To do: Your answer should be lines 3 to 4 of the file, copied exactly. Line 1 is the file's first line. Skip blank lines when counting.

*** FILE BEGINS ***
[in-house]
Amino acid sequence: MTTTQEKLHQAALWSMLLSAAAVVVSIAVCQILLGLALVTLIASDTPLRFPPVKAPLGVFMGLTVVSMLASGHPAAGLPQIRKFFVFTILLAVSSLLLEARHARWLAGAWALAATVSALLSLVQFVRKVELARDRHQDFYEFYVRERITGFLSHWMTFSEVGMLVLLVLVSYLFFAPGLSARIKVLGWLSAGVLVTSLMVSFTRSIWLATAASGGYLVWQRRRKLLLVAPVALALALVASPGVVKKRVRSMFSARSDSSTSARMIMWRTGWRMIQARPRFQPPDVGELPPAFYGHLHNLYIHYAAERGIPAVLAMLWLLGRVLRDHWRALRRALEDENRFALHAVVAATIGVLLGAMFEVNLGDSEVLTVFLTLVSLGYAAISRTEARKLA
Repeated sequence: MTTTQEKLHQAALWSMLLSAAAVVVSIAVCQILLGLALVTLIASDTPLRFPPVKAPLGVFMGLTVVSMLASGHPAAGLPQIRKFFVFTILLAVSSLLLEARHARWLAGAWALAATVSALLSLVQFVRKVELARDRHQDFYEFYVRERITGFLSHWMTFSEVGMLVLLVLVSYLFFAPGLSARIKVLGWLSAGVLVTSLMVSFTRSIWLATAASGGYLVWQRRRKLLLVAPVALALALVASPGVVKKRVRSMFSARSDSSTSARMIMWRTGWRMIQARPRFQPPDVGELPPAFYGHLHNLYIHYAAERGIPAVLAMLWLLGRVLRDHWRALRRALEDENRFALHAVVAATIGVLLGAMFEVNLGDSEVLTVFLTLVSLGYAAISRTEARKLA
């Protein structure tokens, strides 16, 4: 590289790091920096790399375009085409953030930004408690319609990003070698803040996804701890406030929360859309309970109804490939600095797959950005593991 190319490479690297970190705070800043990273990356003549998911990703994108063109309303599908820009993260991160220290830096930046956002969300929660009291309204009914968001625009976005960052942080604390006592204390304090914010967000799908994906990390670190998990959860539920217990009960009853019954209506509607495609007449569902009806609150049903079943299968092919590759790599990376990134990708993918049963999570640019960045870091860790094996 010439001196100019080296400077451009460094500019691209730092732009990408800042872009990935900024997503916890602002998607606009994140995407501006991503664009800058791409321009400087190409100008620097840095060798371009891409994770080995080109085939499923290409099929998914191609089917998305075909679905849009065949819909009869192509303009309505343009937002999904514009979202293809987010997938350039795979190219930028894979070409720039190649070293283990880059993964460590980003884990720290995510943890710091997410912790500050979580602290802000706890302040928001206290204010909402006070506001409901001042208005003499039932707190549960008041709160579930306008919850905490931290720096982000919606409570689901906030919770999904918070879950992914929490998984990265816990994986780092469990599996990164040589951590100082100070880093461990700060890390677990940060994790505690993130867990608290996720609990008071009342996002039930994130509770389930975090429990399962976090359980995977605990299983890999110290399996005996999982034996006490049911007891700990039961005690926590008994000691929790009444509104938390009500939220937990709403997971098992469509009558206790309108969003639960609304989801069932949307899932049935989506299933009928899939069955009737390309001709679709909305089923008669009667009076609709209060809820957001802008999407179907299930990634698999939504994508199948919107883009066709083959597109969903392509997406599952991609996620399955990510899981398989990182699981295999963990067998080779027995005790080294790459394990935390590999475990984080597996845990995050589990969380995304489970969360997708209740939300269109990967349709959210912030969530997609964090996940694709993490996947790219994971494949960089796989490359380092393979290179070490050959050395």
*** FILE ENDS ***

Repeated sequence: MTTTQEKLHQAALWSMLLSAAAVVVSIAVCQILLGLALVTLIASDTPLRFPPVKAPLGVFMGLTVVSMLASGHPAAGLPQIRKFFVFTILLAVSSLLLEARHARWLAGAWALAATVSALLSLVQFVRKVELARDRHQDFYEFYVRERITGFLSHWMTFSEVGMLVLLVLVSYLFFAPGLSARIKVLGWLSAGVLVTSLMVSFTRSIWLATAASGGYLVWQRRRKLLLVAPVALALALVASPGVVKKRVRSMFSARSDSSTSARMIMWRTGWRMIQARPRFQPPDVGELPPAFYGHLHNLYIHYAAERGIPAVLAMLWLLGRVLRDHWRALRRALEDENRFALHAVVAATIGVLLGAMFEVNLGDSEVLTVFLTLVSLGYAAISRTEARKLA
């Protein structure tokens, strides 16, 4: 590289790091920096790399375009085409953030930004408690319609990003070698803040996804701890406030929360859309309970109804490939600095797959950005593991 190319490479690297970190705070800043990273990356003549998911990703994108063109309303599908820009993260991160220290830096930046956002969300929660009291309204009914968001625009976005960052942080604390006592204390304090914010967000799908994906990390670190998990959860539920217990009960009853019954209506509607495609007449569902009806609150049903079943299968092919590759790599990376990134990708993918049963999570640019960045870091860790094996 010439001196100019080296400077451009460094500019691209730092732009990408800042872009990935900024997503916890602002998607606009994140995407501006991503664009800058791409321009400087190409100008620097840095060798371009891409994770080995080109085939499923290409099929998914191609089917998305075909679905849009065949819909009869192509303009309505343009937002999904514009979202293809987010997938350039795979190219930028894979070409720039190649070293283990880059993964460590980003884990720290995510943890710091997410912790500050979580602290802000706890302040928001206290204010909402006070506001409901001042208005003499039932707190549960008041709160579930306008919850905490931290720096982000919606409570689901906030919770999904918070879950992914929490998984990265816990994986780092469990599996990164040589951590100082100070880093461990700060890390677990940060994790505690993130867990608290996720609990008071009342996002039930994130509770389930975090429990399962976090359980995977605990299983890999110290399996005996999982034996006490049911007891700990039961005690926590008994000691929790009444509104938390009500939220937990709403997971098992469509009558206790309108969003639960609304989801069932949307899932049935989506299933009928899939069955009737390309001709679709909305089923008669009667009076609709209060809820957001802008999407179907299930990634698999939504994508199948919107883009066709083959597109969903392509997406599952991609996620399955990510899981398989990182699981295999963990067998080779027995005790080294790459394990935390590999475990984080597996845990995050589990969380995304489970969360997708209740939300269109990967349709959210912030969530997609964090996940694709993490996947790219994971494949960089796989490359380092393979290179070490050959050395």